A two-hour meeting in which D.C. Council members questioned fellow lawmaker Jack Evans about his ethics scandal ended Tuesday with the council questioning the integrity of the long-serving politician.
Council Chairman Phil Mendelson expressed the frustration — and doubt — felt by the lawmakers during the administrative meeting.
“What disturbed me the most was that when you listened to the questions that were asked, it is clear that an increasing number of council members distrust the integrity of an increasing number of votes or issues or actions that the council member has taken,” said Mr. Mendelson, at-large Democrat. “Whether they are right or wrong, it is fundamental that a council member has to command the trust of his or her colleagues and the public.”
For the past few months, Mr. Evans, the former chairman of Metro Board of Directors, has been at the center of an ethics investigation that found he knowingly failed to disclose his business relationship with a company seeking a Metro contract, among other ethical concerns.
He had long said the investigation found he had not committed any violations. What’s more, he has resigned from the Metro Board, after having announced he would not seek the chairmanship again.
On Tuesday, Mr. Evans defended himself, saying that he never conducted business for his firm, NSE Consulting, inside City Hall; that his client Colonial Parking has no business with Metro; and that he never accepted payment from Digi Outdoor Media, another business relationship that raised ethical concerns.
“When I had said that the matter had been resolved without a finding of violation, it was not because I wanted to dispute that I had not properly disclosed my consulting agreement with a client for which I worked, but because I mistakenly believed that the amended filing I made was the resolution that was suggested and that cured the violation,” the Ward 2 Democrat said in his opening statement.
Mr. Evans last week requested Tuesday’s meeting so that he could explain himself and his colleagues could question him before taking action to remove him as chairman of the Committee on Finance and Revenue.
“I simply ask for a pause to slow this rush to judgment until all the facts are known and my side is heard,” he said.
Lawmakers asked Mr. Evans if he believed he had conflicts of interest with specific pieces of legislation that had come before the council. But he declined to answer, saying the focus of the meeting was the ethics probe conducted by a law firm hired by the Metro Board’s ethics committee and its report.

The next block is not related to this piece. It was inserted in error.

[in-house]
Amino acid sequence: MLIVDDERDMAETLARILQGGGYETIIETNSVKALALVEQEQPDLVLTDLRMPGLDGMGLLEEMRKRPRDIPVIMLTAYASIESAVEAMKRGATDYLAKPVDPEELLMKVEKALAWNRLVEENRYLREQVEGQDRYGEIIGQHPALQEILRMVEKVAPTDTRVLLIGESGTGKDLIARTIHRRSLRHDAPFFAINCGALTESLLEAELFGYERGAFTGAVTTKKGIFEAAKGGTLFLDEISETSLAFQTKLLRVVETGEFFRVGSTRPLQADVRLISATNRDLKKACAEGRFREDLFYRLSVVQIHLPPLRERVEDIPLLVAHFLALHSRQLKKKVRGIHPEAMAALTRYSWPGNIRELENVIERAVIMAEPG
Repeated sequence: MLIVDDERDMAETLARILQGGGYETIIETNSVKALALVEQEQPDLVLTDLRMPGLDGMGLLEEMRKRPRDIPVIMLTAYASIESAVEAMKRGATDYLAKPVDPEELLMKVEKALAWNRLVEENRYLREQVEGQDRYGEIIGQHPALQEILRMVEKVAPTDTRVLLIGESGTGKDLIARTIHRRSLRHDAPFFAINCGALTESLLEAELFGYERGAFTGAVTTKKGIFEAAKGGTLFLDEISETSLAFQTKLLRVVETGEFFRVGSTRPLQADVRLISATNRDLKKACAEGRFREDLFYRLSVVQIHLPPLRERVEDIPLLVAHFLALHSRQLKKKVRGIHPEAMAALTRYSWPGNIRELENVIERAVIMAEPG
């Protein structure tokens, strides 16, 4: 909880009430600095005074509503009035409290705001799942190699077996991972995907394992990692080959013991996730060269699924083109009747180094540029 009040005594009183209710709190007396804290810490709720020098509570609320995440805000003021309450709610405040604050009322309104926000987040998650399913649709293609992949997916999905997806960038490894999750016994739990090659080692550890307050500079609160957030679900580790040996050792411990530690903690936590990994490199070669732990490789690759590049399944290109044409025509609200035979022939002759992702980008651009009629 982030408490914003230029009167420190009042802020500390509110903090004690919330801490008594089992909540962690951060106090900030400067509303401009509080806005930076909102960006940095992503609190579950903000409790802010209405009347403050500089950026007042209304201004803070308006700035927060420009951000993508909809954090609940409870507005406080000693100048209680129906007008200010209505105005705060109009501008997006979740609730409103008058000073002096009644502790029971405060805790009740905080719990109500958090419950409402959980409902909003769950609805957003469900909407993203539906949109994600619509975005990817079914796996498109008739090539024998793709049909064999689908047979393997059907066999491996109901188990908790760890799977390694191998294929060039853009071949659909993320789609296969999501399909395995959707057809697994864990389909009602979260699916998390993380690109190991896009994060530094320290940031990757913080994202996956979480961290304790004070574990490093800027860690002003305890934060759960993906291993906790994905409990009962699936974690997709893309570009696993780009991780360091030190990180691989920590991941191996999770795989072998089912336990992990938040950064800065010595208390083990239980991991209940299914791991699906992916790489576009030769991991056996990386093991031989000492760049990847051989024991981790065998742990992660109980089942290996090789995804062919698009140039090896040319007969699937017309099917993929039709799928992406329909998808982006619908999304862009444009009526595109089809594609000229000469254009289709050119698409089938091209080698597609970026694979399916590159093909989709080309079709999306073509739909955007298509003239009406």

For example, Mary Cheh, Ward 3 Democrat, had questions about Mr. Evans’ involvement in the Transportation Benefits Equity Amendment Act of 2019 as a member of the Committee on Transportation and Environment, which she chairs.
She asked him if he felt he should recuse himself from those discussions, given that their committee received a letter from the Washington Parking Association, of which Colonial Parking is a member, opposing the legislation. Mr. Evans said he said he had no view on the matter.
“That’s kind of surprising, because we are expected to know the standards of rules are,” Ms. Cheh said.
David Grosso, at-large independent, noted that when the council was discussing legislation to strengthen its ethics rules, Mr. Evans pushed back and called them “gotcha” rules.
Mr. Evans said that he was raising appropriate concerns and did vote in favor of all the ethics legislation.
“I think we have enough smoke here to actually put Mr. Evans on notice and to pause him from any votes in the committees at this point in time until we can do our ad hoc committee to the fullest extent,” Mr. Grosso said.
Democratic members Brianne Nadeau of Ward 1, Brandon Todd of Ward 4, Kenyon McDuffie of Ward 5 and Robert White (at-large) left Tuesday’s meeting before Mr. Evans read his statement.
“I do not want to hear anything further on this matter from [Mr. Evans] unless he is under oath and subject to the penalty of perjury,” Mr. McDuffie said.
Mr. White said he is waiting for the ad hoc committee to get answers from Mr. Evans, tweeting “This is a sideshow when there is real work to do.”
Mr. Mendelson said it would have been “inappropriate” to have sworn Mr. Evans in because the meeting was an administrative one, not a formal hearing.
The chairman plans to hire a law firm to investigate Mr. Evans soon and before he creates the ad hoc committee to review the investigation by the end of the summer.
The council is scheduled to vote on removing Mr. Evans from his chairmanship next Tuesday during the final legislative meeting before the summer recess.